Category Archives: Just for fun

My April Fool’s Mansion Revisited

This weekend I was in the Wissahickon Valley Park (highly recommended) for a short hike. On the way back there was no choice but have a look at the place that surprisingly many people actually believed that I bought 2 1/2 years ago.

sold sign

This house is in Pelham, a section of Mount Airy that was one of the first planned suburban residential developments in the country. There is a mixture of detached homes and twins but all of them are set back from the street like in a modern-day suburb, but with cooler houses than most. If you’re a little older than me and used to watch Thirtysomething, that show was set in Mount Airy.

Below, note the inappropriate replacement windows on the first floor. If I lived here, these would bother me much more than the windows with glass missing.


It’s pretty fancy for a colonial! Oh, and there might have been a little water damage here and there. (Photos with watermarks came from the MLS)3255092_103255092_5

But how about today?


The stucco and pressed metal cornices are good as new! Looks like the original windows have been replaced, which is kind of sad. But it also looks like the replacement windows have been replaced, which was the most important thing in the world. But… I think I spot single panes of glass in the fanlights where there used to be really pretty patterned muntins. It doesn’t look like they cut corners with this place so I’m gonna assume that they had storm windows made and are using them to seal the house while the original sashes are out for restoration. I hope I’m assuming right. Also, how do I get to see inside?


On Deplorable Screeds and Window Dressing

I write about problems like my terror of having the back exterior stuccoed in a texture that doesn’t look old. Sure, there are real problems that I care about, but there’s always someone who knows more about them than I do. And aside from what I know well enough to write about it, avoiding controversy is an important way to stay happy day to day.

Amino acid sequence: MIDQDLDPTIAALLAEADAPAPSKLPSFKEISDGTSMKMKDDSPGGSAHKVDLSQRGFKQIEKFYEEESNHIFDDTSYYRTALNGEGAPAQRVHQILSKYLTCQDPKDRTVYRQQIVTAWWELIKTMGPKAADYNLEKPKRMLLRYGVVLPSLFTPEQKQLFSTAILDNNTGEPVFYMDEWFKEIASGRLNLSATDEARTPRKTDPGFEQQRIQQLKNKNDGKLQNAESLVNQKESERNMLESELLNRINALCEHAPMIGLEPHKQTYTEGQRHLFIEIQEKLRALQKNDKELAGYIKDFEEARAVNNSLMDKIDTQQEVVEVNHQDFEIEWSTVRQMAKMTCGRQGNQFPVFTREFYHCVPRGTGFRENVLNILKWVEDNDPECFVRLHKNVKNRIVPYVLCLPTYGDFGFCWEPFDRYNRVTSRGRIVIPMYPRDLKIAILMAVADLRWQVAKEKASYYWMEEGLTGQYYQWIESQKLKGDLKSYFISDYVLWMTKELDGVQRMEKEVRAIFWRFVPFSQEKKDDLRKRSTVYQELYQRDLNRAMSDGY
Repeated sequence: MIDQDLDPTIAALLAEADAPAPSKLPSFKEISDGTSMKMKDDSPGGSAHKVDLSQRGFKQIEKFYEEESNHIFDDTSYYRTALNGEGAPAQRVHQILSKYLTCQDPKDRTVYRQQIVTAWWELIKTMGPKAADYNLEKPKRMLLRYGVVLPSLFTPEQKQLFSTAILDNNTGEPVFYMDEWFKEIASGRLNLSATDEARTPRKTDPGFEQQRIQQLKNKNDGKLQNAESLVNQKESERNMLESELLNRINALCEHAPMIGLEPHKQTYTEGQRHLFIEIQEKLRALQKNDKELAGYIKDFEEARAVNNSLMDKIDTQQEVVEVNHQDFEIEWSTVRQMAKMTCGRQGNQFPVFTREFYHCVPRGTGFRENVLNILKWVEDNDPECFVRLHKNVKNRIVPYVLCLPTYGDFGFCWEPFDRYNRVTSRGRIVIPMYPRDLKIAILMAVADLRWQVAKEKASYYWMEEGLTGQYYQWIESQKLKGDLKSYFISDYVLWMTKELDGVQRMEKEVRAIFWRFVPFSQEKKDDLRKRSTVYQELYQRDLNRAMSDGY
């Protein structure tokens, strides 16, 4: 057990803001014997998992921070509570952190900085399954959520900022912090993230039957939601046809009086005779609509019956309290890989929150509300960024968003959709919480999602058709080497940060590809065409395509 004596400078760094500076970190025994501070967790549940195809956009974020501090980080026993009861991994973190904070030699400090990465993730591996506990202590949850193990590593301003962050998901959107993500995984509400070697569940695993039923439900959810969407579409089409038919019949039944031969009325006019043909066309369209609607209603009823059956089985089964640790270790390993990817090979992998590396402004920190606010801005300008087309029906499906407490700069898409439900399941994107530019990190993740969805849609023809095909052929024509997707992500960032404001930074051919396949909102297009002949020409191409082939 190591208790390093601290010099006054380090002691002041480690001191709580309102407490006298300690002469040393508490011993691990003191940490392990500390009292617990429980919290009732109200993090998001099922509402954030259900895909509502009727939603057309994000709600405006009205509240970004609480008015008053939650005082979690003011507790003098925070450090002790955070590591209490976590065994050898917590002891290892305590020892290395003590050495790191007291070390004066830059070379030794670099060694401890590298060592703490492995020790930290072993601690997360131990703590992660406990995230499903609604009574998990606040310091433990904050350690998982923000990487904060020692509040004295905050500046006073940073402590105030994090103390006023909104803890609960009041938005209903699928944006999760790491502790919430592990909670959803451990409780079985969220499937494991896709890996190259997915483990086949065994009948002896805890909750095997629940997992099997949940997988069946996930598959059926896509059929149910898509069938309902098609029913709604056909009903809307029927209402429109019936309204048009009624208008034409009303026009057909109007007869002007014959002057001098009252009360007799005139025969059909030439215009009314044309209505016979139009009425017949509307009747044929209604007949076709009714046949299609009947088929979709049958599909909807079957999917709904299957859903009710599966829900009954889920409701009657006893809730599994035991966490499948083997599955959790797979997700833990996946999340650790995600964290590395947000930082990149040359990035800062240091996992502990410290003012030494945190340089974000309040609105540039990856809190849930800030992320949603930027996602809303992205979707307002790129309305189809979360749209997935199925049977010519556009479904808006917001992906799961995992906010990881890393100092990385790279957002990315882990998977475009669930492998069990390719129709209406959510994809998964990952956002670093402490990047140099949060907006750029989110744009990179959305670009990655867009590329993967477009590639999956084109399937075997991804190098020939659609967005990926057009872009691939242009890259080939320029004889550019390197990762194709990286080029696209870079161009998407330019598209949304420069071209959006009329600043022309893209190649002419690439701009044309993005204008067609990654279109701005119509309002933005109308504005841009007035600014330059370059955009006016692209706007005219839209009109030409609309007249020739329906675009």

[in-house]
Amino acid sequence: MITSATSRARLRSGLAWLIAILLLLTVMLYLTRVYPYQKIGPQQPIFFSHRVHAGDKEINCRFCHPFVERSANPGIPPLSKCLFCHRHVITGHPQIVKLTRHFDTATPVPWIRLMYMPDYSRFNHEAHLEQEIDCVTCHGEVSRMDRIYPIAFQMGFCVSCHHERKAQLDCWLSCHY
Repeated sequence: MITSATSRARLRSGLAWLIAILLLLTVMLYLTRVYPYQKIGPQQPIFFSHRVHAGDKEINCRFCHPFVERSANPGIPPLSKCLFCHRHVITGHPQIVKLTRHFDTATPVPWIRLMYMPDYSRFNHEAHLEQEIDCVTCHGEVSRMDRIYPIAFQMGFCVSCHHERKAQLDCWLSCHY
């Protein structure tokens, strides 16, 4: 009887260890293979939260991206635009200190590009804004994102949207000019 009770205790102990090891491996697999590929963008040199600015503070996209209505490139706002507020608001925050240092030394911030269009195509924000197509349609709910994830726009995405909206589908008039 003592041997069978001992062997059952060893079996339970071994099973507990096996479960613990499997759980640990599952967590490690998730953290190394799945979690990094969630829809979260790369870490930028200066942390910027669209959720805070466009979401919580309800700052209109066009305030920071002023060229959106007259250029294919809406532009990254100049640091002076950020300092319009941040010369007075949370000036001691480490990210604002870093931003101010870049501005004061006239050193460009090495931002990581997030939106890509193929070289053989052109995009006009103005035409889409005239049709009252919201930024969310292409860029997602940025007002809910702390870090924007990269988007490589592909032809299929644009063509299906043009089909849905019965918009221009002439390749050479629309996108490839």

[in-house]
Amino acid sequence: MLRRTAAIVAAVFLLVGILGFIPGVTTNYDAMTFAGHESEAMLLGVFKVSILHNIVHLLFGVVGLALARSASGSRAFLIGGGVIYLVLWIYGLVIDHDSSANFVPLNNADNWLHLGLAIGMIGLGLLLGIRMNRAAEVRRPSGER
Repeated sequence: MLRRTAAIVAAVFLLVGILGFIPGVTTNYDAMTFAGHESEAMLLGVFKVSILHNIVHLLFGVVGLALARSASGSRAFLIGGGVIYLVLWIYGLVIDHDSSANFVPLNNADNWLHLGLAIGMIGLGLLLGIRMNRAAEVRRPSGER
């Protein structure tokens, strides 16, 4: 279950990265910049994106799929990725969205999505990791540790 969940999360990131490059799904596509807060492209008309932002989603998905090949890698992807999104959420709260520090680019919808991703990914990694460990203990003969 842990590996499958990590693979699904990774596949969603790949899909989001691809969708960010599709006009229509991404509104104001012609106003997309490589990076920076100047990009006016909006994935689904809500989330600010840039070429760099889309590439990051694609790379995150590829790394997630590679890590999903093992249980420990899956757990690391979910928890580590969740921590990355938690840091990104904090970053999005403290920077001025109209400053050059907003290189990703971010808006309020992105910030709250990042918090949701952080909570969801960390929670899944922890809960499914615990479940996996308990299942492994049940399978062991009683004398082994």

Then on Saturday there was a canvasser coming around to register voters. My dad and I were chatting with him a bit when a neighbor let out an unhinged screed of misogynistic insults and unhooded racism, as well as bad words including the one that’s been all over the news this past week. You can ask me to e-mail you if I’m being too subtle. My standards are lower in a closed message. But it gets worse. He had the Irishman’s 3 and 5 year olds with him. Hopefully they didn’t pick up on all of it.

My roommate was downstairs, too, at this point. The three of us just stood there. I said something snippy at the end but didn’t stick around to find out if he heard me. Standing there might have been the way to put this situation to bed but I’ve been stewing over it ever since. But what would be worth doing? Saying nothing was bad but saying something could be oh so much worse. In the end all I could come up with was, well, window dressing.

window dressing.jpg


I’d say the signs lend a little class to my grotty façade. Now I can’t take credit for the orange Halloween lights; that’s my roommate’s doing. But I am proud of the DIY typesetting job I did for the sign on the right (which shouldn’t be controversial by the way). Microsoft Word really isn’t made for this. And after being on a war path for a couple days I think I’m ready to have an argument if I must. After all, this screed wasn’t just disgusting. I’ve sung my praises of this tidy little block and seeing someone chased off of it with the most disgusting insults possible is downright embarrassing. Plus, those kids next door may have to hear more than their share of ugliness, but it can’t hurt to throw a little wholesome discourse into the mix.

Well. I’ve drifted really, really far from the intended point of this blog. Next week I’ll be back to normal things like the missing parts to my vintage light fixtures. I promise.

Opening the Crooked House to the Public!